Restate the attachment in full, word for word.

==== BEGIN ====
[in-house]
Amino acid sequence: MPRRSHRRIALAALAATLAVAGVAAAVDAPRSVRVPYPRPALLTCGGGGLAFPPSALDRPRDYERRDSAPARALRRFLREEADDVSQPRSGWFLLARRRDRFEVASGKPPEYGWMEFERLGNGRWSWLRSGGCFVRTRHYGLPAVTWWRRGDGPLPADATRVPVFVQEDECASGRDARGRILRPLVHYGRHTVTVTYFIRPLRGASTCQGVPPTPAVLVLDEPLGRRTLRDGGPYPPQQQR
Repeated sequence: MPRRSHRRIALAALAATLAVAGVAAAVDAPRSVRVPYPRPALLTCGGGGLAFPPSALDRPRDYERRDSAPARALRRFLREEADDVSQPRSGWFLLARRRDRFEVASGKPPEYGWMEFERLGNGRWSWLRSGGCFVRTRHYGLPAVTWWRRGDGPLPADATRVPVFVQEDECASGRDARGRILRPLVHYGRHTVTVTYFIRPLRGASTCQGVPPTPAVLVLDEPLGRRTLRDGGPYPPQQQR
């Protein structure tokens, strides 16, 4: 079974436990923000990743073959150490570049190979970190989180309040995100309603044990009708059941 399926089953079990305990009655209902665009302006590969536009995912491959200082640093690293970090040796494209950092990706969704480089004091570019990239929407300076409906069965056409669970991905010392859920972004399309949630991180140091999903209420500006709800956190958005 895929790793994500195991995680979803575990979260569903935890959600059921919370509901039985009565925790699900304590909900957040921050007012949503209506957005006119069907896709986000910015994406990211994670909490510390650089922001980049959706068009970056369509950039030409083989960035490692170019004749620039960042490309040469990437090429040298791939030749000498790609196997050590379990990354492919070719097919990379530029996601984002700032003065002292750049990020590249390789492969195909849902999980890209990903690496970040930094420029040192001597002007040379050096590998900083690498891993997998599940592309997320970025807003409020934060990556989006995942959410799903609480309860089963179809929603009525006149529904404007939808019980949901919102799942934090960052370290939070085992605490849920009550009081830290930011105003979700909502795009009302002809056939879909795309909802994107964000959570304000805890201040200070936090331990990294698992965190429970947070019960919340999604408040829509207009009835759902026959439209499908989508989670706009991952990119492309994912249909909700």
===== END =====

[in-house]
Amino acid sequence: MPRRSHRRIALAALAATLAVAGVAAAVDAPRSVRVPYPRPALLTCGGGGLAFPPSALDRPRDYERRDSAPARALRRFLREEADDVSQPRSGWFLLARRRDRFEVASGKPPEYGWMEFERLGNGRWSWLRSGGCFVRTRHYGLPAVTWWRRGDGPLPADATRVPVFVQEDECASGRDARGRILRPLVHYGRHTVTVTYFIRPLRGASTCQGVPPTPAVLVLDEPLGRRTLRDGGPYPPQQQR
Repeated sequence: MPRRSHRRIALAALAATLAVAGVAAAVDAPRSVRVPYPRPALLTCGGGGLAFPPSALDRPRDYERRDSAPARALRRFLREEADDVSQPRSGWFLLARRRDRFEVASGKPPEYGWMEFERLGNGRWSWLRSGGCFVRTRHYGLPAVTWWRRGDGPLPADATRVPVFVQEDECASGRDARGRILRPLVHYGRHTVTVTYFIRPLRGASTCQGVPPTPAVLVLDEPLGRRTLRDGGPYPPQQQR
């Protein structure tokens, strides 16, 4: 079974436990923000990743073959150490570049190979970190989180309040995100309603044990009708059941 399926089953079990305990009655209902665009302006590969536009995912491959200082640093690293970090040796494209950092990706969704480089004091570019990239929407300076409906069965056409669970991905010392859920972004399309949630991180140091999903209420500006709800956190958005 895929790793994500195991995680979803575990979260569903935890959600059921919370509901039985009565925790699900304590909900957040921050007012949503209506957005006119069907896709986000910015994406990211994670909490510390650089922001980049959706068009970056369509950039030409083989960035490692170019004749620039960042490309040469990437090429040298791939030749000498790609196997050590379990990354492919070719097919990379530029996601984002700032003065002292750049990020590249390789492969195909849902999980890209990903690496970040930094420029040192001597002007040379050096590998900083690498891993997998599940592309997320970025807003409020934060990556989006995942959410799903609480309860089963179809929603009525006149529904404007939808019980949901919102799942934090960052370290939070085992605490849920009550009081830290930011105003979700909502795009009302002809056939879909795309909802994107964000959570304000805890201040200070936090331990990294698992965190429970947070019960919340999604408040829509207009009835759902026959439209499908989508989670706009991952990119492309994912249909909700």